# What is an ambident nucleophile?

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Feb 6, 2018

An ambident nucleophile is an anionic nucleophile in which the negative charge is delocalized over two unlike atoms.

#### Explanation:

A nucleophile is a chemical species that can donate an electron pair and form a bond to a carbon atom. For example,

The word ambident comes from two Latin words: ambi = "on both sides" + dens = "tooth".

So an ambident nucleophile has "teeth" on two sides.

It can attack from two different places and form two different products.

For example, the thiocyanate ion, ${\text{SCN}}^{-}$, is a resonance hybrid.

Both the $\text{S}$ and the $\text{N}$ atoms can act as nucleophiles.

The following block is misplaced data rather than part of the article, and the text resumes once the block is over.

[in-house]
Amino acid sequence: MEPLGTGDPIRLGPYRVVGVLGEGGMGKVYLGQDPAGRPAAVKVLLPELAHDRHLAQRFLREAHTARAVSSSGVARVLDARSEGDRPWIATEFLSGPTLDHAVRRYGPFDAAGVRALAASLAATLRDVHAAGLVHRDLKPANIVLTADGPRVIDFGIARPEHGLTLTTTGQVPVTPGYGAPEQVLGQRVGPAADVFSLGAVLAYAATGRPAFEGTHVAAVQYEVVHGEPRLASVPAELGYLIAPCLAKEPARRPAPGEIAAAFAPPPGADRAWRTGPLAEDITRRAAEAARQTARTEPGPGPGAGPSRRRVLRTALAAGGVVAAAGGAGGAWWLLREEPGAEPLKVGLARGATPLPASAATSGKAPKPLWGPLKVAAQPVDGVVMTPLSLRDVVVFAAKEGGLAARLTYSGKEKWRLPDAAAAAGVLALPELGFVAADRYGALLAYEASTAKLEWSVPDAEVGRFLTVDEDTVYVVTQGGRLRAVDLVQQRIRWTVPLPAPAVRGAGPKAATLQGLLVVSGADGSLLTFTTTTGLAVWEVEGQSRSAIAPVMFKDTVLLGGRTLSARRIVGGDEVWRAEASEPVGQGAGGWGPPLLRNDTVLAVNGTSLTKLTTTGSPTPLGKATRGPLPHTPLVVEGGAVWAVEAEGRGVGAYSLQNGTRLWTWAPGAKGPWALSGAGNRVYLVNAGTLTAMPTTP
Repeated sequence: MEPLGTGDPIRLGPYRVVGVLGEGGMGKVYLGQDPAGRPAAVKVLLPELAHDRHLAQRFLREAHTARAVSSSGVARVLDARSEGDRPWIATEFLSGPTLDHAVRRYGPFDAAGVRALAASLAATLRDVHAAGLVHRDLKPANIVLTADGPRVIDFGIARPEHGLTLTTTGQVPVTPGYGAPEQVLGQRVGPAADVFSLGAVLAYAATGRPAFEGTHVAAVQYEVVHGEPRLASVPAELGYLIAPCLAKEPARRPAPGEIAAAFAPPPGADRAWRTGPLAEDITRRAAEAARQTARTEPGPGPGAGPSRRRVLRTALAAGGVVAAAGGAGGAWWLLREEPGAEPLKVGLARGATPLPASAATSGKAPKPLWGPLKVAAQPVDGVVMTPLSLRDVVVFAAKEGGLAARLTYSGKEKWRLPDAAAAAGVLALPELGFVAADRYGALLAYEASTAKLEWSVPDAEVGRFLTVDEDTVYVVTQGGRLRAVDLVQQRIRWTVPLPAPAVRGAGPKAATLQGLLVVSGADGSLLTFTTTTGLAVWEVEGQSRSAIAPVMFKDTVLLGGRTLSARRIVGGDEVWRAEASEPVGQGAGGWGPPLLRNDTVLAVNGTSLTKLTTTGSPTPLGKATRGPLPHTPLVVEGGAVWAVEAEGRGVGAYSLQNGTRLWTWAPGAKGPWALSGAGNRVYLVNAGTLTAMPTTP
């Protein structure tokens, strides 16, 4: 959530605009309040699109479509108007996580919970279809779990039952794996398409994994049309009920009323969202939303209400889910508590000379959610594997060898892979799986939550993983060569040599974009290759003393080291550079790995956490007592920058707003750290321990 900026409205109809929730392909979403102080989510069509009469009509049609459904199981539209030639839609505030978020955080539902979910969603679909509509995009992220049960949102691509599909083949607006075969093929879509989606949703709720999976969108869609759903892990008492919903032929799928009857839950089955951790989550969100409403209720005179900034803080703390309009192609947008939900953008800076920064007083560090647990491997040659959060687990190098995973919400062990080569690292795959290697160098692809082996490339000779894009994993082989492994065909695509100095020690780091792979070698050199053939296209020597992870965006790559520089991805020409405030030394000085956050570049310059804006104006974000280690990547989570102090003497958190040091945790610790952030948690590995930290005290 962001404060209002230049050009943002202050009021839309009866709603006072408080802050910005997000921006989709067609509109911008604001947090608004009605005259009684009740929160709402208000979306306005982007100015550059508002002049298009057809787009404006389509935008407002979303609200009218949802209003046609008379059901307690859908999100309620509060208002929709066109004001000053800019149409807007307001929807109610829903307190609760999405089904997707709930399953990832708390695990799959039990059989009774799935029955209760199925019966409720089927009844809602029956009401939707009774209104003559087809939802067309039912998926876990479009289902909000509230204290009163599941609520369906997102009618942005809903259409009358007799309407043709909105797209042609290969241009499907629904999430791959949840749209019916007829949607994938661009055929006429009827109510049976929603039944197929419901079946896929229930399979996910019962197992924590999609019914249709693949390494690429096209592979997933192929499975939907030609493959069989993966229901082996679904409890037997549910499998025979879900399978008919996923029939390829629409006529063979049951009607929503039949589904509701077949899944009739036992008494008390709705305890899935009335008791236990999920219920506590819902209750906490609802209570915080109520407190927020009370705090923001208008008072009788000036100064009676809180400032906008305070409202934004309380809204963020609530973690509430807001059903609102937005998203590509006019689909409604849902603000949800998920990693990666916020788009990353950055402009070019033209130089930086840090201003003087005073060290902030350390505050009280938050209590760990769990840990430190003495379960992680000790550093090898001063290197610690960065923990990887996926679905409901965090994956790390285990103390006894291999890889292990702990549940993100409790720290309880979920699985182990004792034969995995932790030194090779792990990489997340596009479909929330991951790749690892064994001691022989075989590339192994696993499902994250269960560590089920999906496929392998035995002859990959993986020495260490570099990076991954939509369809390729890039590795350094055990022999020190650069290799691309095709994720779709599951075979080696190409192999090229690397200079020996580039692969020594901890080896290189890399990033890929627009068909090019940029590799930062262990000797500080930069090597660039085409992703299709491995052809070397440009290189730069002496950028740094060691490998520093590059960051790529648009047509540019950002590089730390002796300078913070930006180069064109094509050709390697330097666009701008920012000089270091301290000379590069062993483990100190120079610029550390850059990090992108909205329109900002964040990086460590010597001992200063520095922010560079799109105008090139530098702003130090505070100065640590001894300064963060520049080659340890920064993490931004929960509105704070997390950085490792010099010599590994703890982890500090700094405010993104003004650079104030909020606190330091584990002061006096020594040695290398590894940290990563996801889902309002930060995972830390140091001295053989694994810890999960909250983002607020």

So, the $\text{S"_"N} 2$ reaction of an alkyl halide with "SCN"^− often leads to a mixture of an alkyl thiocyanate and an alkyl isothiocyanate.

"R-X" + "SCN"⁻ → "X"^(-) + underbrace("R-SCN")_color(red)("alkyl thiocyanate") + underbrace("R-NCS")_color(red)("alkyl isothiocyanate")

A common ambident nucleophile in organic chemistry is the enolate ion.

For example, the resonance forms of acetone enolate are

Both the $\text{C}$ and the $\text{O}$ atoms can act as nucleophiles.

Thus, the reaction of the enolate with methyl iodide gives a mixture of a ketone (1) and an enol ether (2).

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